The United Kingdom applies to join the CPTPP. Although it is easy to draw cakes, it is difficult to appease hunger.
On 30 January, the British Cabinet announced that the UK would formally apply for membership in the Trans-Pacific Partnership Comprehensive Progressive Agreement (CPTPP).
January 31 marks the first anniversary of the official Brexit. What is the calculation of the British government when applying to join the CPTPP at this node?
The first new member to apply for membership
The predecessor of the CPTPP is the Trans-Pacific Strategic Economic Partnership Agreement (TPP), which was originally a trade agreement initiated by Brunei, Chile, New Zealand and Singapore.
In 2010, a total of 12 countries (Australia, Brunei, Canada, Chile, Japan, Malaysia, Mexico, New Zealand, Peru, Singapore, United States, Vietnam) joined in 2010.
The TPP was officially signed on February 4, 2016, but the United States entered the election year that year.
Republican candidate Trump threatened to “exitate the United States once elected”, which caused great uncertainty to the agreement and made the signatories hesitate.
At the end of that year, Trump was elected.
On January 23, 2017, Trump, who had just been sworn in for three days, let the United States “exit from the group”, at which time none of the 12 signatories had completed the domestic ratification process.
On November 11, 2017, the remaining 11 countries agreed to restructure the CPTPP, removing 22 “high standards” that the United States insisted on at the beginning and generally did not agree with the rest.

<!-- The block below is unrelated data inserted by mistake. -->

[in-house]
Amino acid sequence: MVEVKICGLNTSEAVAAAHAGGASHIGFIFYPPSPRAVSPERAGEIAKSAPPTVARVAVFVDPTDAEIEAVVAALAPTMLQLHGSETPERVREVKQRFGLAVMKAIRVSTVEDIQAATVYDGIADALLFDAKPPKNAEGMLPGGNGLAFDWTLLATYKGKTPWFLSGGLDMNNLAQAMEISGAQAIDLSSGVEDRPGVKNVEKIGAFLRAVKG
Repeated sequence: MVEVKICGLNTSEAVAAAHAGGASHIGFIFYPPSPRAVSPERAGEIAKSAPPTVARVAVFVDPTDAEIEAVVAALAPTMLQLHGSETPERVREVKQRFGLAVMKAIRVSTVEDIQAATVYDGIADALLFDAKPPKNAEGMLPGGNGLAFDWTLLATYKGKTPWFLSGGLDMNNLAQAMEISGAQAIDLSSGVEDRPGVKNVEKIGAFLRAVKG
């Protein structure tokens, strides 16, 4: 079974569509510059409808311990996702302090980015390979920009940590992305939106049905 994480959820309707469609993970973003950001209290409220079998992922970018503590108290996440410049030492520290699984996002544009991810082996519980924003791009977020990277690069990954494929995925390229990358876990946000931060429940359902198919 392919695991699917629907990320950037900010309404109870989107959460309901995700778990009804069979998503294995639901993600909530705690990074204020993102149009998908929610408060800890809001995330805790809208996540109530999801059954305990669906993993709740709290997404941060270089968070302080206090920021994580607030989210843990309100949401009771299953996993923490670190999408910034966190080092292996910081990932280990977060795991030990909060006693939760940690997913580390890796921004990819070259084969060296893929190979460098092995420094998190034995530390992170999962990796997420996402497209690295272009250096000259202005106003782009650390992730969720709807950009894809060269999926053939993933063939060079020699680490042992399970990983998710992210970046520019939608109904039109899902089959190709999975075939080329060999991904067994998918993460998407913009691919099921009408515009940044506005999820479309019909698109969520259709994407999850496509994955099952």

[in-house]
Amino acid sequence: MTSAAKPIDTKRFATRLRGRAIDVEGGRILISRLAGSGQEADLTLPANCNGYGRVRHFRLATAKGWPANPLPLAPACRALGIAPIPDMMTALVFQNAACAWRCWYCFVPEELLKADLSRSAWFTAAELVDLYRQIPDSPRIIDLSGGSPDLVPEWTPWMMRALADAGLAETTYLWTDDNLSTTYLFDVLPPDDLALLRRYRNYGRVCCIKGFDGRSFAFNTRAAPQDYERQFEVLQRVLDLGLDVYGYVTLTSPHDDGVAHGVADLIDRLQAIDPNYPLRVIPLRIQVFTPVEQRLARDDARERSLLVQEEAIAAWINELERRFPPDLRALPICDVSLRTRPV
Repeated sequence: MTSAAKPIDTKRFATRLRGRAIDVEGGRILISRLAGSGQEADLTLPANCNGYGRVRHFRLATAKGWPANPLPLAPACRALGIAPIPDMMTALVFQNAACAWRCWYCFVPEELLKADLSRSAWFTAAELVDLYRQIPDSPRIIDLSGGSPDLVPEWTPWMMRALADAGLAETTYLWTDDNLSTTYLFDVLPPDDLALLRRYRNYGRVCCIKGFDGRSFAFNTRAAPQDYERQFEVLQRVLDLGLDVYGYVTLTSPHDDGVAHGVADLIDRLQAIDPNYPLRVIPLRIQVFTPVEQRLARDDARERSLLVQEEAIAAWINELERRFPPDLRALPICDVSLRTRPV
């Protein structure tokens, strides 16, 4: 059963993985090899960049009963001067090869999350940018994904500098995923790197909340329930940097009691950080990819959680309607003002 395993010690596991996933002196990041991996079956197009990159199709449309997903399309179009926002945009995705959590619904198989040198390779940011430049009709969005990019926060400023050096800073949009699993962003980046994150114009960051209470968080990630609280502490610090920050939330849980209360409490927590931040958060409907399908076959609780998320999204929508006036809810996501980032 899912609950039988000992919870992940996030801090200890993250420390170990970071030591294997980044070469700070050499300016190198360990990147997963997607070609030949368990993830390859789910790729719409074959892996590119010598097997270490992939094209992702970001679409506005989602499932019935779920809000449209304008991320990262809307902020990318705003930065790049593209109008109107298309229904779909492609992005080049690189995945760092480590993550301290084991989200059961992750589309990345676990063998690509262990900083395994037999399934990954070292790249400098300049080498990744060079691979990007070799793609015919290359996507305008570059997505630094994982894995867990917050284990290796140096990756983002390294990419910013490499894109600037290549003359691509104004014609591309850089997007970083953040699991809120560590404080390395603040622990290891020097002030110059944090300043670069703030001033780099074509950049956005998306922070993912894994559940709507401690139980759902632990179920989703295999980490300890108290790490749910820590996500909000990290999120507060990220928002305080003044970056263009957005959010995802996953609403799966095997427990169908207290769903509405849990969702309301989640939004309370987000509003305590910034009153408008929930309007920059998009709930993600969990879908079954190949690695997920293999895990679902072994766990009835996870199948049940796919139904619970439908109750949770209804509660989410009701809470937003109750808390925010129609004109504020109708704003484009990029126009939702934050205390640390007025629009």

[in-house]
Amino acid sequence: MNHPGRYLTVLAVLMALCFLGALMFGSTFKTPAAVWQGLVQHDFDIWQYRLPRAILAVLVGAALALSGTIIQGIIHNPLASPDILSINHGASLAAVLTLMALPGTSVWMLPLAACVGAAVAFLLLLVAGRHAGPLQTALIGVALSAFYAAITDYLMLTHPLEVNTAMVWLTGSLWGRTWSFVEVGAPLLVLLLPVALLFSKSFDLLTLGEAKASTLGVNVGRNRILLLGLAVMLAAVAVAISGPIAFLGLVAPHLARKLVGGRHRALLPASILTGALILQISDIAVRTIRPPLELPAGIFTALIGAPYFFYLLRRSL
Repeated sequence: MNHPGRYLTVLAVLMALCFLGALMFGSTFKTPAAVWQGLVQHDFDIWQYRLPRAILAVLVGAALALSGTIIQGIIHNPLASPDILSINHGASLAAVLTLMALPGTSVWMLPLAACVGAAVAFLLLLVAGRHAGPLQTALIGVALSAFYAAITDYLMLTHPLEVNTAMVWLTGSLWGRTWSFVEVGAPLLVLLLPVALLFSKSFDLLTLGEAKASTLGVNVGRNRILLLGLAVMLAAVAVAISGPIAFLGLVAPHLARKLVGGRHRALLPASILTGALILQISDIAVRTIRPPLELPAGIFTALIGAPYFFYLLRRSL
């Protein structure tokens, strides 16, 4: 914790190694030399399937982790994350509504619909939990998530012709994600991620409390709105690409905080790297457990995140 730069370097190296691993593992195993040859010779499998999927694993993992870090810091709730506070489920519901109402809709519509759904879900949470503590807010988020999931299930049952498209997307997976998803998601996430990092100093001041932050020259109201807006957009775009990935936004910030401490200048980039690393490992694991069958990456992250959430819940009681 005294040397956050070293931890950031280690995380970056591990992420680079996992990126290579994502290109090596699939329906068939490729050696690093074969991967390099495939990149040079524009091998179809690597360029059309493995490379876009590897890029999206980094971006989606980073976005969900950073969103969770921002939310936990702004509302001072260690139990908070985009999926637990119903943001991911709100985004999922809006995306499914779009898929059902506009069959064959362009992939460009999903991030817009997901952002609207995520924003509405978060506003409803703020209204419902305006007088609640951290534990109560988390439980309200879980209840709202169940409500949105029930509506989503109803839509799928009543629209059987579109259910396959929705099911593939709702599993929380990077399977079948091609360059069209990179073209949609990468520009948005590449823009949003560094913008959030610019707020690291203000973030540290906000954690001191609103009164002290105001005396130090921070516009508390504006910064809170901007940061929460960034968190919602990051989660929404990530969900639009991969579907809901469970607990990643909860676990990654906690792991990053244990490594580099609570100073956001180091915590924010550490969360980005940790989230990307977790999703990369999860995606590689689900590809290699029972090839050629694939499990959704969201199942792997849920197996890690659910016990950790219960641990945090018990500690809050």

On March 8, 2018, the countries officially signed the CPTPP in Chile, and 6 out of 11 countries completed the legislative ratification process.
So far, Japan, New Zealand, Singapore, Australia, Vietnam, Mexico, Canada and other seven countries have completed the legislative ratification process, and the agreement has entered into force.
Britain is no longer the so-called “sunset empire”, and the geographical concept of “cross the Pacific Ocean” is at least irrelevant, if not impossible to say.
Nevertheless, since the second half of last year, the ruling Conservative cabinet has been “blowing” and expressing its intention to join.
In a statement announcing that the UK will officially submit its application for membership, British Prime Minister Johnson said that one year after Brexit, Britain is “forging a new partnership”, which will “bring great economic benefits to the British people” and “show that Britain is doing business with partners around the world on the best conditions and becoming a global freedom.
The ambition of the passionate supporters of trade.